Your chance to pick up $2500 at AUSTimber2016
ONCE AGAIN, Komatsu Forests is sponsoring the Forwarder competition at AUSTimber2016 with the winner not only getting bragging rights but also a cool $2,500.
The competition is a good test of an operator’s crane skills along with a good demonstration of correct machine operation, adherence to safety standards and the ability to correctly identify and handle the individual components of a Forwarder.
“The overall aim of the competition is to find the operator who is most likely to respect the product being harvested, operate the machinery most efficiently and go home safely at the end of the day”, said Laurie Martin, General Manager of AUSTimber2016.
Brett Jones, Managing Director of Komatsu Forest Pty, has confirmed the machine being used this year for the competition will be the recentlyreleased Komatsu 895. There are now over 55 of these 895s working in Australia.
“The Komatsu Forwarder previously known as Valmet, has been the most popular Forwarder in Australia now for over the last 20 years. The tradition certainly seems to be continuing, even with the 895 being the new kid on block,” said Brett.
“It will surpass the legendry 890.3 in the coming years. It’s amazing that there were 120 of these 890.3s delivered into the Australian market from 2006 through to 2012 making it the most successful Forwarder to date in the Australian market,” he said.
Komatsu Forest has sponsored the National Forwarder competition since the AUSTimber 2000 show when the 890.1 was first released which was followed by the 890.2. Between these two models there were also over 120 units delivered into the Australian market.
“Once again the 890.1 and 890.2 had to live up to the successful reputation of the previous two models being the good old 892 (approx. 80 units) and the black 890 (approx. 80units) so there were over 160 combined sales of these two models into the Australia market.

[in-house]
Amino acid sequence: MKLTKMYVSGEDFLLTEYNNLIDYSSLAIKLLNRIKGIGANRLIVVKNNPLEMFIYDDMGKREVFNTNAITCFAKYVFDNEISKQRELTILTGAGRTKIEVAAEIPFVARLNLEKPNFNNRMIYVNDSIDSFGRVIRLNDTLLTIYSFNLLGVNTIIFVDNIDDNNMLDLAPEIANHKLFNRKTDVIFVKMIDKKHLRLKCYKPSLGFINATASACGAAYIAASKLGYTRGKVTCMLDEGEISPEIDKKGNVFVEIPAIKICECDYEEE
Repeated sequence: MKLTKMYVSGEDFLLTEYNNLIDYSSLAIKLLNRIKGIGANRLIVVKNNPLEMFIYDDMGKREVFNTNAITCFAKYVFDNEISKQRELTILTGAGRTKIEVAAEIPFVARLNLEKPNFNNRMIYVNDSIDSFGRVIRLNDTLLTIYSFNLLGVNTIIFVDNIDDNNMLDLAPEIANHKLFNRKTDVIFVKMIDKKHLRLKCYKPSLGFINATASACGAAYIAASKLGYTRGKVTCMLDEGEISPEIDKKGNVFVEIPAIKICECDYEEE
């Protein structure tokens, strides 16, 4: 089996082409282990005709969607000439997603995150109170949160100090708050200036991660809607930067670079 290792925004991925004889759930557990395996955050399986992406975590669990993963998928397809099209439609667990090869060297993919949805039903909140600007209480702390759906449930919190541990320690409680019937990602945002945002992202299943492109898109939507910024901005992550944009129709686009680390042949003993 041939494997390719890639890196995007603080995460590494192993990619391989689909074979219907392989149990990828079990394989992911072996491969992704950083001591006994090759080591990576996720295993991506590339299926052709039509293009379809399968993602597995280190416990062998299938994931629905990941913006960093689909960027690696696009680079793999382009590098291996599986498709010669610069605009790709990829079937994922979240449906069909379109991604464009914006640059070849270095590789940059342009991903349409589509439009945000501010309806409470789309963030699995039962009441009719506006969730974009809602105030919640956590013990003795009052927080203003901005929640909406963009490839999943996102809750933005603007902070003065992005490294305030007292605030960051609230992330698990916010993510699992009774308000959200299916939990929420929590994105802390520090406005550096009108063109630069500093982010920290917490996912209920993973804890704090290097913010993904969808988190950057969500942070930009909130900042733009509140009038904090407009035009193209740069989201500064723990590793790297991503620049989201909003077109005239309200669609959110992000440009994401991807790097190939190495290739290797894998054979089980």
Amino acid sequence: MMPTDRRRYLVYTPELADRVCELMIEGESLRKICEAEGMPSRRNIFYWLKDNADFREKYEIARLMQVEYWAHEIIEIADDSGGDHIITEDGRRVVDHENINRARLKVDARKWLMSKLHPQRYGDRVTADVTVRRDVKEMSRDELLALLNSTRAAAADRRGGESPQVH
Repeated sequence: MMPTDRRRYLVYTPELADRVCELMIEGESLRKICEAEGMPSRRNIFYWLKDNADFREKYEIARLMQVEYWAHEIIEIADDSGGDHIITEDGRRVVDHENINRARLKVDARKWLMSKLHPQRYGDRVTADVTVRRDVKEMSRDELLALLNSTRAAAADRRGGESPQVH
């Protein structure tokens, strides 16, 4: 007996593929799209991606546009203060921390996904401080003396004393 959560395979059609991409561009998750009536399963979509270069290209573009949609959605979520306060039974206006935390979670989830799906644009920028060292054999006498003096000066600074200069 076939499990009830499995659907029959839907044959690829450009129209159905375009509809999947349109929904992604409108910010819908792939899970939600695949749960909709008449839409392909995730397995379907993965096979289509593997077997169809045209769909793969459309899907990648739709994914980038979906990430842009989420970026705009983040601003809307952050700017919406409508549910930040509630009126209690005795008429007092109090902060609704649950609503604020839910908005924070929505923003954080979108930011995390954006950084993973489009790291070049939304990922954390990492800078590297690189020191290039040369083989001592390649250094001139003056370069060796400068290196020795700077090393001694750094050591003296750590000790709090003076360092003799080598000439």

“When you add up all these numbers there is no disputing that all the Komatsu (Valmet) Forwarder models have dominated the Australian market,” Brett said.
“We’re very conscious the Forwarder competition is not only of interest to contractors and forest managers but is also a good showcase to the general public of the technology and skills at work in the forest.” said Laurie.
“Given the industry needs to continually attract new people to work in it, having something like this competition gives prospective employees the opportunity to see there is work for smart people with good hand/eye skills.”
“We’ve also positioned the competition arena adjacent to the forest site entry point so all visitors are aware of where it is even when it’s not operating and they can include it in their list of things to see while they’re on site.”
Apart from the “Firewood heap” which always draws good attention from the watching crowd, this year there will also be “The clean up” which requires the operator to pick up an empty drink bottle and place it in a bin.
Apart from the operational skills, it is also a way of showing viewers the fine motor skills that are required and that can be successfully deployed to operate a forwarder to the highest professional standards.
To enter, operators should go to www.austimber.org.au/event/competition-page/ and fill in their details. Entries close 1 April but, given there is a limit to the number of heats that can be operated over the two days of competition, operators thinking of entering should get their entry in ASAP to make sure they get the opportunity to compete.
After all, if you’re good enough to win the competition, it would be a pity to see someone else walk away with the cheque.